ISLAMABAD: The International Rescue Committee (IRC) is emphasizing the importance of implementing comprehensive rehabilitation programs that cater to the long-term needs of communities affected by the 2022 floods.
The rehabilitation process is still ongoing, and the IRC believes that neglecting crucial areas such as nutrition and food security, health, shelter, education, and WASH could lead to severe and lasting repercussions for both the flood-affected population and Pakistan as a whole.
From the start of the floods in July 2022, the IRC has continued to operate in the districts of Balochistan, Khyber Pakhtunkhwa, Punjab, and Sindh provinces, which have been affected by the disaster. By distributing food baskets, non-food items, safe drinking water, dignity and hygiene kits, as well as winterization kits, setting up medical camps and safe spaces, and providing training on life skills and psychosocial support, the IRC has been able to reach out to around 1,224,938 individuals.
The Country Director of IRC, Shabnam Baloch, stated in a press release, “Pakistan has faced floods before, but the scale of the damage caused by the 2022 floods is unlike anything we’ve seen before. Even now, over seven months after the disaster, millions of people, including women and children, are still grappling with food scarcity and lack of shelter.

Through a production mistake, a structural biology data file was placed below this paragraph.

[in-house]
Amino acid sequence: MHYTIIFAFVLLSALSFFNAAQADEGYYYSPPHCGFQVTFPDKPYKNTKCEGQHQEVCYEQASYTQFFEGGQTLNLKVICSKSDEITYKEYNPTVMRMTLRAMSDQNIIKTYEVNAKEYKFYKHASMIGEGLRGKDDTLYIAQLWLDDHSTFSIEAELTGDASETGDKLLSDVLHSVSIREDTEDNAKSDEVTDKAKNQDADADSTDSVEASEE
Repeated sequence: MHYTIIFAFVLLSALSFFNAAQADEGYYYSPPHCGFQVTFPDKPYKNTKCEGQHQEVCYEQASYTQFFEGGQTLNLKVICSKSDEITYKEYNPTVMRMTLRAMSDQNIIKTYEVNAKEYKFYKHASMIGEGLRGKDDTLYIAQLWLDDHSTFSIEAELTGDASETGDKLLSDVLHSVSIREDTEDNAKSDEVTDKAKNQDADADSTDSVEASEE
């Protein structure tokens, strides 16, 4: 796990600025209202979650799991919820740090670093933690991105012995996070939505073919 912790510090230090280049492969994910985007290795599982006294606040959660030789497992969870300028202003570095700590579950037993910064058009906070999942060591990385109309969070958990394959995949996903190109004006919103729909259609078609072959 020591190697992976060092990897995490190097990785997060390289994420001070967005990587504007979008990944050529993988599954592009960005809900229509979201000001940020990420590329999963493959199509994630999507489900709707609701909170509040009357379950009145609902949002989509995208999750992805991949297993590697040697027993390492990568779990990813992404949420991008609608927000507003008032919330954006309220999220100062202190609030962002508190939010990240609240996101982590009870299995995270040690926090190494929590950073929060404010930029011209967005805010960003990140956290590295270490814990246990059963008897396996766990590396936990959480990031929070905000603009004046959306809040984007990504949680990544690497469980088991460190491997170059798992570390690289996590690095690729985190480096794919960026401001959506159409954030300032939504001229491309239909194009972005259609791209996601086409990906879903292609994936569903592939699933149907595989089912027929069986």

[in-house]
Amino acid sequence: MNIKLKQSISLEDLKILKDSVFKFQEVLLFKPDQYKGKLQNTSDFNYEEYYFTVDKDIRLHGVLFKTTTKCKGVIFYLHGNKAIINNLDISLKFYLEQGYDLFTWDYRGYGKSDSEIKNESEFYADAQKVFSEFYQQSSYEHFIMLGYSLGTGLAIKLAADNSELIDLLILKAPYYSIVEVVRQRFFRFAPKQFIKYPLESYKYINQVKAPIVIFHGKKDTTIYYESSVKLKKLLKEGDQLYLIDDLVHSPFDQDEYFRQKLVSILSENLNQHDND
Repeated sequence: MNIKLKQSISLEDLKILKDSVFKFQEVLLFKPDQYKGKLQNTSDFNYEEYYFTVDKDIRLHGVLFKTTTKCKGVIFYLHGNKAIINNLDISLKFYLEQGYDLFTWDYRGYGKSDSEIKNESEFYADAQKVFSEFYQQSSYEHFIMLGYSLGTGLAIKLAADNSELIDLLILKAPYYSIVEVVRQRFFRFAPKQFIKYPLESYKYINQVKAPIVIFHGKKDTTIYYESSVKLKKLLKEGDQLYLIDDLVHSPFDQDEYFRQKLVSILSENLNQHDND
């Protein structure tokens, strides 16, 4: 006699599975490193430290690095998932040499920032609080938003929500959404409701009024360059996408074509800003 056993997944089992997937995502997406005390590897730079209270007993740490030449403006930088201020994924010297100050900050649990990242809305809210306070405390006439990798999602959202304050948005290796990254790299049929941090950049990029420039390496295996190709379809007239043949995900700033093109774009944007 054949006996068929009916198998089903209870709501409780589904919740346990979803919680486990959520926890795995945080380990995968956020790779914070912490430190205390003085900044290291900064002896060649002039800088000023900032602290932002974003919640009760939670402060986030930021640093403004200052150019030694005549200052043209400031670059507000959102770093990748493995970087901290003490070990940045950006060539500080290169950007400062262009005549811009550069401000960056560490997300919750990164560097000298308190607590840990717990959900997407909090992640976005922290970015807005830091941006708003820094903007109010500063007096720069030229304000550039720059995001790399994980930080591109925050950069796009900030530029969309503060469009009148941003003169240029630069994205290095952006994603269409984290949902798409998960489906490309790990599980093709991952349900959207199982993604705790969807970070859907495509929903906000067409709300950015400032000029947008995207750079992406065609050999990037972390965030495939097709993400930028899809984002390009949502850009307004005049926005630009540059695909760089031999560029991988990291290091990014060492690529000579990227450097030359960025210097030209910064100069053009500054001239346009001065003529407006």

“The majority of affected areas are still grappling with significant disruptions in healthcare, education, and social protection services, posing a serious threat to the lives, livelihoods, and futures of millions of people.”
After the floods triggered by climate change ravaged three-fourths of Pakistan, approximately 4.5 million individuals are still exposed to extreme conditions months later. As of February 2023, floodwaters had not receded from several districts in the southern part of the country. While some people have returned to their homes, they are greeted with harsh living conditions that are far from hospitable.
Despite several donor organizations stepping up to support Pakistan during this time of crisis, the response from the international community as a whole has been lackluster. As of February 2023, Pakistan had only received 36% of the $871 million in international aid meant to address the overall challenge posed by the floods.
“Every sector of Pakistan’s flood response plan is currently facing a funding shortage,” added Ms. Shabnam. While this presents a significant challenge, it’s important to understand that mere financial resources won’t be enough to pull Pakistan out of the climate-induced crisis it’s facing. “There is an urgent need to invest in climate-resilient interventions that take into account the magnitude of the threat that climate change poses to a developing country like Pakistan.”
The Gates Foundation, Foreign, Commonwealth and Development Office (FCDO), European Civil Protection and Humanitarian Aid Operations (ECHO), Swedish International Development Cooperation Agency (SIDA), Dutch Relief Alliance (DRA), Disasters Emergency Committee (DEC), Irish Aid, Malala Fund, UNICEF, IOM, Global Affairs Canada, and German Federal Foreign Office (GFFO) are among the important donors whose support was crucial for the IRC to initiate and maintain relief efforts in the districts affected by the floods.